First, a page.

Bowel cancer is a general term for cancer that begins in the large bowel. Depending on where the cancer starts, bowel cancer is sometimes called colon or rectal cancer.
Bowel cancer is one of the most common types of cancer diagnosed in the UK. There are about 23,500 new cases in men in the UK every year.
The three main symptoms of bowel cancer
- Persistent blood in your poo – that happens for no obvious reason or is associated with a change in bowel habit
- A persistent change in your bowel habit – which is usually having to poo more and your poo may also become runnier
- Persistent lower abdominal (tummy) pain, bloating or discomfort – that’s always caused by eating and may be associated with loss of appetite or significant unintentional weight loss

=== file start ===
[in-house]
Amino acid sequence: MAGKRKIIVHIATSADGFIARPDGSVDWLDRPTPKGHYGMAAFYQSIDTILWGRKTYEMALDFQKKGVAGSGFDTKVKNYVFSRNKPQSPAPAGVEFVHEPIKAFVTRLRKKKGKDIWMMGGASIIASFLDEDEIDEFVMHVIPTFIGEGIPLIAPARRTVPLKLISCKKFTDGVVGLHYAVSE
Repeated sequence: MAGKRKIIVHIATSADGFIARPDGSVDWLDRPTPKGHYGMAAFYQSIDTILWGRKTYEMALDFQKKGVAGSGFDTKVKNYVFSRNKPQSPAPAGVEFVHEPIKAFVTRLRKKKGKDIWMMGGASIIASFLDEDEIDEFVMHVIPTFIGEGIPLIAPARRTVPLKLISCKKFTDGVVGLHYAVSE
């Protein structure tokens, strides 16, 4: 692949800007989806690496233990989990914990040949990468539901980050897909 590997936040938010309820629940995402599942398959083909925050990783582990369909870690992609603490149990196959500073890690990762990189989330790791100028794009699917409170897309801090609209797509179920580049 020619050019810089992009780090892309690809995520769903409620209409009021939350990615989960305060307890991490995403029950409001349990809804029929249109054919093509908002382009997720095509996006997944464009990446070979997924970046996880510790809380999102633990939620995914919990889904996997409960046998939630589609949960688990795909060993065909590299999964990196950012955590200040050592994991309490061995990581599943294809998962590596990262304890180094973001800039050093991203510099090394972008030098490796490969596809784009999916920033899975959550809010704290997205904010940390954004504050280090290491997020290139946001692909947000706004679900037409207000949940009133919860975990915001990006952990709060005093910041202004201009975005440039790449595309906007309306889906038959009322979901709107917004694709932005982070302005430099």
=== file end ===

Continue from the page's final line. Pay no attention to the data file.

It’s important to note here that most people with these symptoms don’t have bowel cancer as other health problems can cause similar symptoms, but important to get checked out if you have any concerns.
Lifestyle risk factors
- A diet high in red meat.
- Drinking alcohol (especially harmful if combined with smoking).
- Eating processed meats.
- Being overweight.
- Being inactive.
- A diet low in fibre (found in foods such as whole grains, vegetables and fruit).
If you have any of these symptoms or are concerned about any other signs, take action and get checked out by your GP.
The NHS Bowel Cancer Screening Programme provides screening for all men and women aged 60-74 years, and from 50 in Scotland.
For more information about bowel cancer, please visit the NHS website